Niue becomes the world's first "Dark Sky Nation"

The international non-profit organization "Dark Sky Association" has accepted into its ranks the island of Niue, located in the Pacific Ocean east of Tonga. The people of Niue, one of the smallest nations in the world (1, 600 in total), proudly embraced the title of "Dark Sky Nation." This division is introduced as a counterweight to other countries that are increasingly suffering from light pollution in the 21st century.

The need for a "dark sky" mode arose as an acute reaction to the excess of light noise, which today is already a very tangible problem. It's not just about the light of cities and businesses, a lot of pollution comes from planes, satellites and personal gadgets. In some regions, the concept of "time of day" and "daylight hours" actually remained only on the pages of textbooks - people can spend their whole lives under artificial lighting.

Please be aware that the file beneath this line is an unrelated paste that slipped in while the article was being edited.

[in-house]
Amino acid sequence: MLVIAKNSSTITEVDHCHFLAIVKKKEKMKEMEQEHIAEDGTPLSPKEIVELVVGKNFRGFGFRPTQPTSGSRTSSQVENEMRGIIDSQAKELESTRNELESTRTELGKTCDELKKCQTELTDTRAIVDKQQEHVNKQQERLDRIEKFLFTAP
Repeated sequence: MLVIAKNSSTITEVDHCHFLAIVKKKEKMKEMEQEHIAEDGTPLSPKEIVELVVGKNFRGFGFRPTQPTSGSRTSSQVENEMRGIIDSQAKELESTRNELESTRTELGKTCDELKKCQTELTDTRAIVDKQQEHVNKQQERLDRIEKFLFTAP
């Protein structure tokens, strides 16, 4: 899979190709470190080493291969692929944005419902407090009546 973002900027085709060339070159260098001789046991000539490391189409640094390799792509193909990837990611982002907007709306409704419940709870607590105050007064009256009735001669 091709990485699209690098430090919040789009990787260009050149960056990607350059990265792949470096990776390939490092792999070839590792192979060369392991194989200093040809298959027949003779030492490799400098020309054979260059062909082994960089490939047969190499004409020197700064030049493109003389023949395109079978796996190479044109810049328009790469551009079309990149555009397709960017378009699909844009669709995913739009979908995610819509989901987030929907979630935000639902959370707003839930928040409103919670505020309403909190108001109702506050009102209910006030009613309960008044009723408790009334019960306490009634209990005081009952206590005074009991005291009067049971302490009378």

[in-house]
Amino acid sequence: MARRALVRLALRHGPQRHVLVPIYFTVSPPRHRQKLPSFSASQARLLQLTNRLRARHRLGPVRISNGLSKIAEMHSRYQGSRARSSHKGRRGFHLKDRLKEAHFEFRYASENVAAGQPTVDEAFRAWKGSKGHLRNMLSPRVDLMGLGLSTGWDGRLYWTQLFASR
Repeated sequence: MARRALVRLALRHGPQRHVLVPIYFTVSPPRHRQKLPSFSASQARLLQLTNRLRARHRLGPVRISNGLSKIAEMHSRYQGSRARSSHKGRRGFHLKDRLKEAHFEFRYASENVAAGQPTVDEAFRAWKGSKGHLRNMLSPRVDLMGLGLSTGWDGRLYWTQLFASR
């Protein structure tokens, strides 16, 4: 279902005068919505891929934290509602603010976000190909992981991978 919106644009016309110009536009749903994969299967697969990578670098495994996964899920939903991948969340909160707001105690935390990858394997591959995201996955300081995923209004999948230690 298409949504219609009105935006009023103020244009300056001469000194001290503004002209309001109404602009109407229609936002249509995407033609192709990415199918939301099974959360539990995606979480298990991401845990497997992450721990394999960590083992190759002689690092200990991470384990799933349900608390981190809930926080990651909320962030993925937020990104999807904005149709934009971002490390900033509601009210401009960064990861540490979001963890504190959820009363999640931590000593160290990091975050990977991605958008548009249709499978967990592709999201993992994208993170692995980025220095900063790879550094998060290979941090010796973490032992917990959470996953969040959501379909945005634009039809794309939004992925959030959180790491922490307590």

With the advent of massive commercial satellite projects such as Starlink, it has become apparent that observing a pristine, dark sky strewn with stars is becoming an unattainable rarity. Therefore, by analogy with wildlife sanctuaries, 130 places have already been created in the world where light pollution is minimized. In particular, in Niue, for this purpose, the systems of street and home lighting were completely redone, new comfortable walking paths were laid so that one could move along them at night without a flashlight.

There were already observation platforms for whale watching on the island, and now there will be their counterparts for observing the night sky. These are elements of infrastructure for a new direction - "astrotourism", when people specially go to where they can admire the starry sky in all its glory.